[I feel too porous to read, and too empty to write]
I feel too porous to read, and too empty to write. In bed, I picture my whole body as a sea sponge—foamy and yielding, with big soft holes. I get angry with myself because this is not how a poet should be. A poet is emotional, yes, but rigid, too—they make their mess within a form, which is the only way people can stand them. I don’t know any forms and am drained of my feelings just from being alive. Still, supposedly, I want to be an artist. I eat buttered toast at the coffee table, thinking this over. When a tree is too slow to fruit, scientists invent new trees with quicker apples. This thought makes me scared, and emptier still. Who are the scientists? I wonder. What did a quick apple taste like?
Excerpted from THE NEW WORLD: by Kelly Schirmann.
Published by Black Ocean 2020.
Copyright © 2020 by Kelly Schirmann.
All rights reserved.
Reproduced by Poetry Daily with permission.
Kelly Schirmann is a writer, musician, and ceramicist from Northern California. She is the author of Popular Music and The New World, and the co-author, with Tyler Brewington, of Boyfriend Mountain and Nature Machine. Her debut collection, Popular Music, was named among the top poetry books of 2016 by Entropy Magazine and the Chicago Review of Books. She is the founding editor of Black Cake, a record label for contemporary poetry and other experiments that published over 20 digital albums of poetry from 2013-2015. Her music projects include(d) headband (solo), Sung Mountains (with Jay Fiske), and Young Family (with Sam Pink). Other projects include OMO, Public Access, Infinite Trademark, and Americans for Responsible Technology (ART). She currently lives in Western Montana, and at kellyschirmann.com.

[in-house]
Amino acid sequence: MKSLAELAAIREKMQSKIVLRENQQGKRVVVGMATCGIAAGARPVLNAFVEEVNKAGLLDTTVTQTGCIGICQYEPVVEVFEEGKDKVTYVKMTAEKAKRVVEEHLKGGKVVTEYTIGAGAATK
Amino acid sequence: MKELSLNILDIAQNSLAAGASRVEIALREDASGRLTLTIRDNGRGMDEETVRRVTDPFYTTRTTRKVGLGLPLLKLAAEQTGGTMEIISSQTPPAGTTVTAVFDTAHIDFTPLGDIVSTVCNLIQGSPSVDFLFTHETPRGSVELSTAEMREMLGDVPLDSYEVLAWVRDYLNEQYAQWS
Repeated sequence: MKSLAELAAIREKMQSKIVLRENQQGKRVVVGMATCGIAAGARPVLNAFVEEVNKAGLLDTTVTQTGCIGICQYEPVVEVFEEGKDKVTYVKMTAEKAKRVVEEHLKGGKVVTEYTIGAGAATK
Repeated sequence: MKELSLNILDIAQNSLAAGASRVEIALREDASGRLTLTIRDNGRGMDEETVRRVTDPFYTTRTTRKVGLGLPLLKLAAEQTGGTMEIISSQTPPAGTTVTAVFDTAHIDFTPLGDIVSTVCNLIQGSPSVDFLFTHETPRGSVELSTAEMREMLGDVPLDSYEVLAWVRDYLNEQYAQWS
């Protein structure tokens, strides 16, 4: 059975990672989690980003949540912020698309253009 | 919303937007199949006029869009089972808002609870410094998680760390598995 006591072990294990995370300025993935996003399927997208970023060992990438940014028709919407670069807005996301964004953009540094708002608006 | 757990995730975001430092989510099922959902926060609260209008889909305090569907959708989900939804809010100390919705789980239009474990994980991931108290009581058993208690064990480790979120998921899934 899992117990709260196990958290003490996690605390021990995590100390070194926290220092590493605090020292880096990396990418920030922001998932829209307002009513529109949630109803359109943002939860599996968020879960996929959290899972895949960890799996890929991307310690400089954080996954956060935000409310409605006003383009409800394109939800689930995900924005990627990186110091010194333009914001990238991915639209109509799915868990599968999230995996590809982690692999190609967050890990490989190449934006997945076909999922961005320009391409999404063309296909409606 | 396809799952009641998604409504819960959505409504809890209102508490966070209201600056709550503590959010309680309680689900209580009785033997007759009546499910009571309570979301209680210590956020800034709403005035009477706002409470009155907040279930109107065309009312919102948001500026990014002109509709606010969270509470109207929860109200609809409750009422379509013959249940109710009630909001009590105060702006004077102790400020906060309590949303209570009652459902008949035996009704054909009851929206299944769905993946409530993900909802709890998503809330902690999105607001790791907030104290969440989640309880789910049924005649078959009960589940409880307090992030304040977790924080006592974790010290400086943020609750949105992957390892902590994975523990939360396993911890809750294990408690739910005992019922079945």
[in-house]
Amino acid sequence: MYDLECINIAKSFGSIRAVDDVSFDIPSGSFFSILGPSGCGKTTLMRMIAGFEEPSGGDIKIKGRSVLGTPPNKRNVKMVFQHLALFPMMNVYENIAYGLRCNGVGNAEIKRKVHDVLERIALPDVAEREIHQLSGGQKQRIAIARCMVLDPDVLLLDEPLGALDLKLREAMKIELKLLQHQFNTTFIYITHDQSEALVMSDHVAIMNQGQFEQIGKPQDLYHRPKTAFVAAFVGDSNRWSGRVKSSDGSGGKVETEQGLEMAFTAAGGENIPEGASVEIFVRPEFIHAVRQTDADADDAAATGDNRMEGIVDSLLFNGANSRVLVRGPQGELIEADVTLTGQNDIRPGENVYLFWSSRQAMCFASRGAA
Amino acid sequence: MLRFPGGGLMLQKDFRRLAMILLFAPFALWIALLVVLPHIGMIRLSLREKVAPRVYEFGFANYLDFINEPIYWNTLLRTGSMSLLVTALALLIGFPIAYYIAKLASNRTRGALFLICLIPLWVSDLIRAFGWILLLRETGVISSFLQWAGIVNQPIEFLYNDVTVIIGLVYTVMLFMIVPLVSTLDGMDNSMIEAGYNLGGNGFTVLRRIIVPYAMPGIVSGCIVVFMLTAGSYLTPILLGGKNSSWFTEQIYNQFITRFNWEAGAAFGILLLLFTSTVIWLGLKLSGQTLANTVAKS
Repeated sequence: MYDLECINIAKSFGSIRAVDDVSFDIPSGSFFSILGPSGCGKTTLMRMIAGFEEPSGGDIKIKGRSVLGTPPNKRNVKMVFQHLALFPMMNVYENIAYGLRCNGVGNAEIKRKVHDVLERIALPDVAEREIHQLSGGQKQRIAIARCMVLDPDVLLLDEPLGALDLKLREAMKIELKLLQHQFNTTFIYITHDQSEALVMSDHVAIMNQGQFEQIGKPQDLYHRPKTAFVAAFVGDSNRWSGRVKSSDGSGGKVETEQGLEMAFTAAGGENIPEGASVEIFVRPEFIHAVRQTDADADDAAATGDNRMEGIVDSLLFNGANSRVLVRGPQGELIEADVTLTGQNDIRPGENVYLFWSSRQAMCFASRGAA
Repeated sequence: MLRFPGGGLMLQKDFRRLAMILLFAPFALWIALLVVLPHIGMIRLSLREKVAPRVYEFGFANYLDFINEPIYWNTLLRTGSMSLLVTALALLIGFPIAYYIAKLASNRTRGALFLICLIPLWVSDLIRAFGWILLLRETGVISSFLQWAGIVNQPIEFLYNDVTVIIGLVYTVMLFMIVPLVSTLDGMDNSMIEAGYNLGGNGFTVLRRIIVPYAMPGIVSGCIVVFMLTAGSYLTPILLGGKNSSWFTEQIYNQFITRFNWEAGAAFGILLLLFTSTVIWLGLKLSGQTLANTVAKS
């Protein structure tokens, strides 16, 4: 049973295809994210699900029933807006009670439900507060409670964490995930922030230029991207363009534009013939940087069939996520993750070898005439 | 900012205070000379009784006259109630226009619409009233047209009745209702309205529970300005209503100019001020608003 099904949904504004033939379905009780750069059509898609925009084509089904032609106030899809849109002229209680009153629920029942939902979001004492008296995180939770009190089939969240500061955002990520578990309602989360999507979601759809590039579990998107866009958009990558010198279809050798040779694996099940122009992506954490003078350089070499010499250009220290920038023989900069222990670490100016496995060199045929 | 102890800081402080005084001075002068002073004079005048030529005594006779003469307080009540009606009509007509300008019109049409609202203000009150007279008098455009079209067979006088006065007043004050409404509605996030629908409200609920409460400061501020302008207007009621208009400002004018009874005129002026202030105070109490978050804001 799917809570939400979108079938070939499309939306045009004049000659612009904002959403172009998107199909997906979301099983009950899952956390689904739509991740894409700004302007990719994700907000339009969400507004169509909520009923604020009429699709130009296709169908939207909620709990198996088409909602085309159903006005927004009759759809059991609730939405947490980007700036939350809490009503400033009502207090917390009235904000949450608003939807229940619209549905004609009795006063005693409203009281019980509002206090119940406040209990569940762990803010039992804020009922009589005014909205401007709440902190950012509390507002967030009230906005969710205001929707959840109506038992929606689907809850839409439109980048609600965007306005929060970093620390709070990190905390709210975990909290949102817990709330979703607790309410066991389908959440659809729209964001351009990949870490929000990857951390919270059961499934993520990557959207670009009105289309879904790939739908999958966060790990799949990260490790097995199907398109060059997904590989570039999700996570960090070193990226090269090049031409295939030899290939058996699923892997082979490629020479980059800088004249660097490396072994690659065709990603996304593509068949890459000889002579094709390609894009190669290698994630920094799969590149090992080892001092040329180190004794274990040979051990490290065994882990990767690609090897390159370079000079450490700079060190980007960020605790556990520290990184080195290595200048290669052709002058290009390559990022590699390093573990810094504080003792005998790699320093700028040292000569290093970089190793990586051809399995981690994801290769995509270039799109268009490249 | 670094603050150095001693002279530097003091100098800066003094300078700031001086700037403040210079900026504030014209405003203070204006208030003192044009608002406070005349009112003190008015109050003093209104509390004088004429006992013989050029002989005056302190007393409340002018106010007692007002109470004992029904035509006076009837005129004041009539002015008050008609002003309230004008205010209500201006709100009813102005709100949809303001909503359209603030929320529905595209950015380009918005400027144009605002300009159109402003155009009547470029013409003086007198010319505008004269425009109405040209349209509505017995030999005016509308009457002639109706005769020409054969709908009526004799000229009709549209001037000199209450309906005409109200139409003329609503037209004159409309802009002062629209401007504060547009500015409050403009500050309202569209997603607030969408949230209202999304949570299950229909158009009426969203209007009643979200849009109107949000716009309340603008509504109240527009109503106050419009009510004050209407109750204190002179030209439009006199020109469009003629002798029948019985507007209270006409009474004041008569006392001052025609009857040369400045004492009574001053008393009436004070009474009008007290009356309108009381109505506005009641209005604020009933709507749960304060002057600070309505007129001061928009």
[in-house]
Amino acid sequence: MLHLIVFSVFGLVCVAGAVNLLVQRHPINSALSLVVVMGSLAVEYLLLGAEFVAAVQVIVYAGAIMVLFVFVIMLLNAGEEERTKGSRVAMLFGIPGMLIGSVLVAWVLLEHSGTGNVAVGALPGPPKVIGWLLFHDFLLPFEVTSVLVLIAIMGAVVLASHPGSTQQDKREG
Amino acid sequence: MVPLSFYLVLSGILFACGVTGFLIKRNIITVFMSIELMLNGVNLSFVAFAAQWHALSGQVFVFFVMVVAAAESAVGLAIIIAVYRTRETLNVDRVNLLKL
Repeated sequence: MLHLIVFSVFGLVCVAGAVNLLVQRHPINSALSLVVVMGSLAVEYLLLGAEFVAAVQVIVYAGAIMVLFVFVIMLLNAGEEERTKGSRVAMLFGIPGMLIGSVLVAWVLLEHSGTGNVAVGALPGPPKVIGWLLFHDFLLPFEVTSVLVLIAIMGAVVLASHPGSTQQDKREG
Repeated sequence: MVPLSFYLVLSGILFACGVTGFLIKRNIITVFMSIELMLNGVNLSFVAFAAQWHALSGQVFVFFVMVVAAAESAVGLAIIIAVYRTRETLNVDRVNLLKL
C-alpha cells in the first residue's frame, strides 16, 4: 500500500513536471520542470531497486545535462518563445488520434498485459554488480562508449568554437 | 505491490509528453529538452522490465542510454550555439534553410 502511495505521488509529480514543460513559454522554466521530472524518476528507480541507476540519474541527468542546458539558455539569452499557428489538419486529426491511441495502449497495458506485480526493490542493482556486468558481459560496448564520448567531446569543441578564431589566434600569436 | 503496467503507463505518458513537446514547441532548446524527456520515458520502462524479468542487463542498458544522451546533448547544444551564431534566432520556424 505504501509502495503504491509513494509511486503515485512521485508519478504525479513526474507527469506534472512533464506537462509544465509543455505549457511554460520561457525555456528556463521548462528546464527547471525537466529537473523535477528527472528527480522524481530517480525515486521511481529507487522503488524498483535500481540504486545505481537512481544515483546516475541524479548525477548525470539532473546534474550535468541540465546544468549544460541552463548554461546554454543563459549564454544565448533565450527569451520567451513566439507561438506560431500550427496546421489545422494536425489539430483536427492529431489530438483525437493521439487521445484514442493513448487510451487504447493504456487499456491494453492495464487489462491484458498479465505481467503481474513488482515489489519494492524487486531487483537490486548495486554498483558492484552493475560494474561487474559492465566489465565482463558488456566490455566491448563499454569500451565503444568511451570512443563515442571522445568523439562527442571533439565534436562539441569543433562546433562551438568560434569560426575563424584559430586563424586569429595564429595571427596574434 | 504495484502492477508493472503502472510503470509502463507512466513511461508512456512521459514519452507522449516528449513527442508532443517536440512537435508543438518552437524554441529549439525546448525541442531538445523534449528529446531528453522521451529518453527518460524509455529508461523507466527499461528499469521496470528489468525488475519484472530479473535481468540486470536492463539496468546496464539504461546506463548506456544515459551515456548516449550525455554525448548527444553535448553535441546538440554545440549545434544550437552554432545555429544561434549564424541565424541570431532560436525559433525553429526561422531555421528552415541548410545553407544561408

“Through poetry and essay, Schirmann weaves sentimentality, irreverence, wit, politics, reflection, research, and philosophy into one harmonious soundtrack of our complicated, modern lives. In lesser hands, the result would be cacophony, but Schirmann’s brilliance alone is convincing connective tissue.”
—The Chicago Review of Books
“[Schirmann] is a striving, musical mystic whose struggle is worked out right on the bandstand. The scope of her energies and the gut-bucket improvisation places her more in the realm of Coltrane and Ayler than anything a pop star would recognize.”
—The Brooklyn Rail